Abstract
Original language  Undefined 

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Date of Award  1 Oct 2015 
Place of Publication  Enschede 
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Print ISBNs  9789036539241 
DOIs  
State  Published  1 Oct 2015 
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Keywords
 METIS311738
 EWI26315
 IR97206
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Closer to Reliable Software: Verifying Functional Behaviour of Concurrent Programs. / Zaharieva, M.
Enschede : Universiteit Twente, 2015. 236 p.Research output: Scientific › PhD Thesis  Research UT, graduation UT
TY  THES
T1  Closer to Reliable Software: Verifying Functional Behaviour of Concurrent Programs
AU  Zaharieva,M.
N1  IPA Dissertation Series No. 201521
PY  2015/10/1
Y1  2015/10/1
N2  If software code is developed by humans, can we as users rely on its absolute correctness? Today's software is large, complex, and prone to errors. Although many bugs are found in the process of testing, we can never slaim that the delivered software is bugfree. Errors still occur when software is in use; and errors exist that will perhaps never occur. Reaching an absolute zero bug state for usable software is practically impossible. On the other side we have mathematical logic, a very powerful machinery for reasoning and drawing conclusions based on facts. The power of mathematical logic is certainty: when a given statement is mathematically proven, it is indeed absolutely correct. When a technique for verifying software is based on logic, it allows one to mathematically prove properties about the program. These socalled formal verification techniques are very challenging to develop, but what they promise is highly valuable, and so, they certainly deserve close research attention. This thesis shows the benefits and drawbacks of this style of reasoning, and proposes novel techniques that respond to some important verification challenges. Still, mathematical logic is theory, and software is practice. Thus, formal verification can not guarantee absolute correctness of software, but it certainly has the potential to move us much closer to reliable software.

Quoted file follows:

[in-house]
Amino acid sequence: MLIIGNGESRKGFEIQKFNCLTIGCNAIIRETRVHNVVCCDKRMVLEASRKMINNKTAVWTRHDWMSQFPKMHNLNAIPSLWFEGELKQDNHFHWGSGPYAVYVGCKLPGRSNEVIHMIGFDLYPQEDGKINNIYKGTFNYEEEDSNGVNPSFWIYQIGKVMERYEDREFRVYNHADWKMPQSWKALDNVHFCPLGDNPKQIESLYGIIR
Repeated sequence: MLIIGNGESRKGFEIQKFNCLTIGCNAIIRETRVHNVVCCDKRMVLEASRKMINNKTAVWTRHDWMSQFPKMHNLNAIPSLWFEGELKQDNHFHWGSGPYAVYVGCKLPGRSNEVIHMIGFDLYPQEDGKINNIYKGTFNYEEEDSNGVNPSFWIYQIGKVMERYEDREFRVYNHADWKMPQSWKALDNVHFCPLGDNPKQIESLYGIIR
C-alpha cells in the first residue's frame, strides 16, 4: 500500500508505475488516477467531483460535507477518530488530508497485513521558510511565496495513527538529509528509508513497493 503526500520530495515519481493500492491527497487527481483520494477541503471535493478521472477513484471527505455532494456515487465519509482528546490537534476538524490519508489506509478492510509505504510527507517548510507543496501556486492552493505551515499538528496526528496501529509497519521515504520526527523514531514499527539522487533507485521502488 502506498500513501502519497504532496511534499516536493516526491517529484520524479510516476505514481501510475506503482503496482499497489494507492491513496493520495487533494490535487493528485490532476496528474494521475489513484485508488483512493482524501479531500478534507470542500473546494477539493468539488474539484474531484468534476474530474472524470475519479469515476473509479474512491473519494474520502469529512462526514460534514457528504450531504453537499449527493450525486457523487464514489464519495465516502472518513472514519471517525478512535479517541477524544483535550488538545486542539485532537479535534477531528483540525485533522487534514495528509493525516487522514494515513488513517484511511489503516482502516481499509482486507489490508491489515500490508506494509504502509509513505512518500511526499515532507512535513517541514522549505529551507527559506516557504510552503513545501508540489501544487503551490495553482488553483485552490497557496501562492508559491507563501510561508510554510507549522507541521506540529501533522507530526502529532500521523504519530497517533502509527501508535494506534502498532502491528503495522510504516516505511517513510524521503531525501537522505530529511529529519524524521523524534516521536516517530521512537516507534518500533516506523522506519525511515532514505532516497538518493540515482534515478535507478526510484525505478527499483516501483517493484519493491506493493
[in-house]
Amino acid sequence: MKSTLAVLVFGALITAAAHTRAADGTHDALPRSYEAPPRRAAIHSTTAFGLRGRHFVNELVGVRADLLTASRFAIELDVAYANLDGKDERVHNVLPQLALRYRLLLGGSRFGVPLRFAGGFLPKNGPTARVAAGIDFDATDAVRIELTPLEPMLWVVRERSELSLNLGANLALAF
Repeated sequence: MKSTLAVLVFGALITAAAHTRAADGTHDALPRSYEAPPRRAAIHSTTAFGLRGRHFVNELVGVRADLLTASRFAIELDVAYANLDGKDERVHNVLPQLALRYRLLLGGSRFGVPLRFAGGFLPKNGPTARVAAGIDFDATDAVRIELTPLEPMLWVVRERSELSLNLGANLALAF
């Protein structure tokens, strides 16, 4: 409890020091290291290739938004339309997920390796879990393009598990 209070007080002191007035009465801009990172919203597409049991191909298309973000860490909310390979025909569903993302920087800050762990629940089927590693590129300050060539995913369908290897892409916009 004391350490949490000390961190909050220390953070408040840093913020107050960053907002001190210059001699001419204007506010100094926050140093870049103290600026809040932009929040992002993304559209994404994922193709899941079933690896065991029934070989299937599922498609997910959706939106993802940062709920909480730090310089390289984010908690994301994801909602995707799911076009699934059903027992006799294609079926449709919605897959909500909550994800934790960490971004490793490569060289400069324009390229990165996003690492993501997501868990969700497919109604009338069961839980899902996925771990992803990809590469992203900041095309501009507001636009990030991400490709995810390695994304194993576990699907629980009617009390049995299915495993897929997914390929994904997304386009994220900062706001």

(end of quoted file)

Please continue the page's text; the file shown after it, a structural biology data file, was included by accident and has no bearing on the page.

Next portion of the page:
AB  If software code is developed by humans, can we as users rely on its absolute correctness? Today's software is large, complex, and prone to errors. Although many bugs are found in the process of testing, we can never slaim that the delivered software is bugfree. Errors still occur when software is in use; and errors exist that will perhaps never occur. Reaching an absolute zero bug state for usable software is practically impossible. On the other side we have mathematical logic, a very powerful machinery for reasoning and drawing conclusions based on facts. The power of mathematical logic is certainty: when a given statement is mathematically proven, it is indeed absolutely correct. When a technique for verifying software is based on logic, it allows one to mathematically prove properties about the program. These socalled formal verification techniques are very challenging to develop, but what they promise is highly valuable, and so, they certainly deserve close research attention. This thesis shows the benefits and drawbacks of this style of reasoning, and proposes novel techniques that respond to some important verification challenges. Still, mathematical logic is theory, and software is practice. Thus, formal verification can not guarantee absolute correctness of software, but it certainly has the potential to move us much closer to reliable software.
KW  METIS311738
KW  EWI26315
KW  IR97206
U2  10.3990/1.9789036539241
DO  10.3990/1.9789036539241
M3  PhD Thesis  Research UT, graduation UT
SN  9789036539241
PB  Universiteit Twente
ER